Welcome to Curbed Cuts, a tri-weekly digest connecting the dots between shelter, structure, parks, transportation, and more.
Just last week, San Francisco’s Salesforce Tower topped out, making it the second-tallest building in the West. They followed that accomplishment by announcing via press release Thursday that they have “achieved net-zero greenhouse gas emissions.” In a conversation with GreenBiz last July, Salesforce Sustainability Director Patrick Flynn said that the company had hoped to achieve this goal by 2050, so this is obviously way ahead of schedule.
The San Francisco Chronicle reports that the SF-based company “achieved its goal primarily by offsetting its greenhouse gas emissions with investments in carbon credit projects in Honduras and India.” The practice of carbon offsetting has received its fair share of skepticism, with some calling it “a scam.” In a comprehensive 2011 report from The Guardian, reporter Duncan Clark weighed both sides of the debate, and it’s worth a look before blindly burying or praising Salesforce’s announcement.
Hang with The Heron Lady
For 24 years, Nancy H. DeStefanis has been watching over the Great Blue Herons who live in Golden Gate Park, earning her the nickname “The Heron Lady.” The Founder and Executive Director of San Francisco Nature Education, an organization that’s sought to “develop leadership and stewardship in youth and adults in underserved communities” through interactive environmental education programs, the lawyer and community organizer discovered the park’s heron colony in 1993, and “discovered” should be taken literally, as Bay Nature wrote in 2013 that “Prior to her discovery, there was no record of great herons having ever nested in San Francisco; she says they most likely relocated because of a disturbance at their original colony.”
By 1998 DeStefanis was leading school field trips to teach kids about the birds, which Audubon says are the largest herons in North America. Among other honors, she was awarded a Bay Area Jefferson Award in 2005, and her biography as presented in the award announcement paints a portrait os a truly amazing person.
She’s also an amazing person you can hang out with, this weekend, if you’re into birds! Beginning this Saturday and for the next six Saturdays, DeStefanis and a team of volunteers will be helping park visitors spot the herons, and for a very cute reason: the birds “court, build their nests, mate, and lay eggs between January and March,” ABC 7 reports, so April is when the baby chicks start to appear. The Stow Lake observation site is open from 10 a.m. to 1 p.m. (scroll down to see a map of where to find the deck).
This year there are six nests on Stow Lake’s Heron Island, DeStefanis says, an ideal spot for the birds as it’s it’s largely free of predators. And it’s also a bit of an egalitarian utopia, it seems, as “Except for laying the eggs, the male and female of this species do everything together. In other words, the male doesn’t go off and leave,” DeStefanis tells Bay Nature. “That’s why I say I like them so much — because they’re not sexist birds.”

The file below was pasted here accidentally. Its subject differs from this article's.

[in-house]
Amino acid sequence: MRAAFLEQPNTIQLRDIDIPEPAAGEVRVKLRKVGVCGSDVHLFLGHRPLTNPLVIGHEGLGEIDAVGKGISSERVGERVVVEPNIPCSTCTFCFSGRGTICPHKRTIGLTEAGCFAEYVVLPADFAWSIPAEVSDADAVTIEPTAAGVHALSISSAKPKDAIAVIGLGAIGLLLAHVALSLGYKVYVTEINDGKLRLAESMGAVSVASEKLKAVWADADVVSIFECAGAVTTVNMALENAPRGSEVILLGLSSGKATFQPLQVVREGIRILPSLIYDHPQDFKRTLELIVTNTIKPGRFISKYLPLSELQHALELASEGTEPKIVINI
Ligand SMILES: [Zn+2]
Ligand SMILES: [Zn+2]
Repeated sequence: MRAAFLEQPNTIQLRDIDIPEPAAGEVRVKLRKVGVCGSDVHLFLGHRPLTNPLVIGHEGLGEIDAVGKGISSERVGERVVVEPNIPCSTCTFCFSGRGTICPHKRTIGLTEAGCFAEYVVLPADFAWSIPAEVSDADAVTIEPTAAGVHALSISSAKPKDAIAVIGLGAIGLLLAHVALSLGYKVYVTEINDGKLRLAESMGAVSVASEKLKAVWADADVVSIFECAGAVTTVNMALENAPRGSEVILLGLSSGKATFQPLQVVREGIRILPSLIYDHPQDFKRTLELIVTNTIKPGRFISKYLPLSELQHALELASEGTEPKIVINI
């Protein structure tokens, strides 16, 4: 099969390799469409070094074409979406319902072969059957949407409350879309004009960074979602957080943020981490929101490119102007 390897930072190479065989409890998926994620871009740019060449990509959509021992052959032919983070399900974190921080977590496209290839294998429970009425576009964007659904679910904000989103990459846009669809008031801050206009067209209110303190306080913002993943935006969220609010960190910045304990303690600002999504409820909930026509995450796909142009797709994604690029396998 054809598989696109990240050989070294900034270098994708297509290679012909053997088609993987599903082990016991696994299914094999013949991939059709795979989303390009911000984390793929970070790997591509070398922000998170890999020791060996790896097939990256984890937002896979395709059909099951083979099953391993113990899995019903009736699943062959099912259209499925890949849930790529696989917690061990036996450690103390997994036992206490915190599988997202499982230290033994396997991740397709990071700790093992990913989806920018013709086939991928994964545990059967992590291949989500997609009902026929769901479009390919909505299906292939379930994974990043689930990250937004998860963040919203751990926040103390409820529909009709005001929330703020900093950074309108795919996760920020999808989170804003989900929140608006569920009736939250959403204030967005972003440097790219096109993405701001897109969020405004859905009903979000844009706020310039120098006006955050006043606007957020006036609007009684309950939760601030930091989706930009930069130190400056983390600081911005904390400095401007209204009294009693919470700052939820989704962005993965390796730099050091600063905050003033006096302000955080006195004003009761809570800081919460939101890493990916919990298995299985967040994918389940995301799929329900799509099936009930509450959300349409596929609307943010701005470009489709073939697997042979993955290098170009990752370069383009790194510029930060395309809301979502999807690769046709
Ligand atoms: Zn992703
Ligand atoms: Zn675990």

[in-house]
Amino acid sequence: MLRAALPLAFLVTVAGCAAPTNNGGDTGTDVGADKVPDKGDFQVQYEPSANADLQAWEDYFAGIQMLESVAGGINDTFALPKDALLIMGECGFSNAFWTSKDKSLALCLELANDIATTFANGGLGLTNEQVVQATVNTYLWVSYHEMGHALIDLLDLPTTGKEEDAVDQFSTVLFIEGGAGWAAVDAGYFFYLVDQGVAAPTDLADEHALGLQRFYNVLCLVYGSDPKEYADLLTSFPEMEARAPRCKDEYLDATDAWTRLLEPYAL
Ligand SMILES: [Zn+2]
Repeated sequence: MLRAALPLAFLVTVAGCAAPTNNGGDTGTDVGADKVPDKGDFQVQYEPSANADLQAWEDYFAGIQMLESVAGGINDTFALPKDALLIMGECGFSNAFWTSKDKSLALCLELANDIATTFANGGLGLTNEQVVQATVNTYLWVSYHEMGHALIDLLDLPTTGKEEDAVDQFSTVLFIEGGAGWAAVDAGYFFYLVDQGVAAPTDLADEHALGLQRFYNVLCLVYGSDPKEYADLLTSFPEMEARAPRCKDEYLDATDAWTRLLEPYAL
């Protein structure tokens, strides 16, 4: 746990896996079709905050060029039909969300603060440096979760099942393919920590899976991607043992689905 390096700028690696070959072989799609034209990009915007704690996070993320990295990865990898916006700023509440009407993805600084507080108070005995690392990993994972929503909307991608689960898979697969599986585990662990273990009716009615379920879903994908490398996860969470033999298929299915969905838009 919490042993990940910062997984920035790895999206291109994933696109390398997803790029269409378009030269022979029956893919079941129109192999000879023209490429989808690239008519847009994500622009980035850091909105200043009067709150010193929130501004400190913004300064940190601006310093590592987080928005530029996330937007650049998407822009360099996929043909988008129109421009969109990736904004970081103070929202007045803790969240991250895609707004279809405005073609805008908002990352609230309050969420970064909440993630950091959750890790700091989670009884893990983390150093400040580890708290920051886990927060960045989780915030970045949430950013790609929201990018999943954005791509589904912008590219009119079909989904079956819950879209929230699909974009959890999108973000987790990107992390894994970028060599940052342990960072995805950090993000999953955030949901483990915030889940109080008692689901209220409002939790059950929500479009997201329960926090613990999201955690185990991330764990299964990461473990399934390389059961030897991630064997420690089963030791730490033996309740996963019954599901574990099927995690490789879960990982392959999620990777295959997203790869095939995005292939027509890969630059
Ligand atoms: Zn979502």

Get your National Park on
Everyone’s favorite Twitter dissidents, the National Park Service, is celebrating National Park Week from April 15-23. That means free admission on the weekends of April 15–16 and 22–23 to places like Muir Woods (usually $10 per adult), Yosemite ($30 per non-commercial vehicle), or San Francisco Maritime’s collection of historic ships (usually $10 per person).
While you’re enjoying nature and/or history, you can tweet using the hashtag #FindYourPark or #EncuentraTuParque and “unlock a park ranger emoji,” says Twitter. Calls to the company on why the ranger was locked up in the first place were not returned as of publication time.
Your official National Park Week hashtags have arrived! Tweet #FindYourPark and #EncuentraTuParque to unlock a park ranger emoji. pic.twitter.com/MRumCQhSMu— Twitter Government (@gov) April 13, 2017
Do you even Nextdoor, bro?
If you’re ever in the mood to watch the world burn, share a link about a proposed pot club, change to parking regulations, or multi-unit development in your neighborhood on hyperlocal social media site Nextdoor and watch the response drama unfold. (Extra points if you preface it with an aggressively upbeat message like “Hey, guys, I thought you’d all REALLY be excited to see this!”) It’s the place where NIMBYs, YIMBYs, and everyone in between battle over blocked driveways, errant dog evacuations, and suspicious-looking characters with the online intensity typically reserved for Star Trek message boards.
The San Francisco-based company, which received attention in late 2016 for the challenges it faced to fight racist posts, rolled out advertising for the first time in its five-and-a-half years Thursday, Ad Week reports. According to CEO Nirav Tolia, the company receives “more than 1,000 incoming advertising requests per week” and expect to be generating a billion bucks a year in sales by 2020.
One of the things that makes the company attractive to advertisers it that “they offer marketers a few things other social networks do not—chiefly, home-address data” of their users. Maybe it’s time to share a link to this this Wired report on “The Crisis of Attention Theft—Ads That Steal Your Time for Nothing in Return” with your Nextdoor neighbors. Fireworks tk!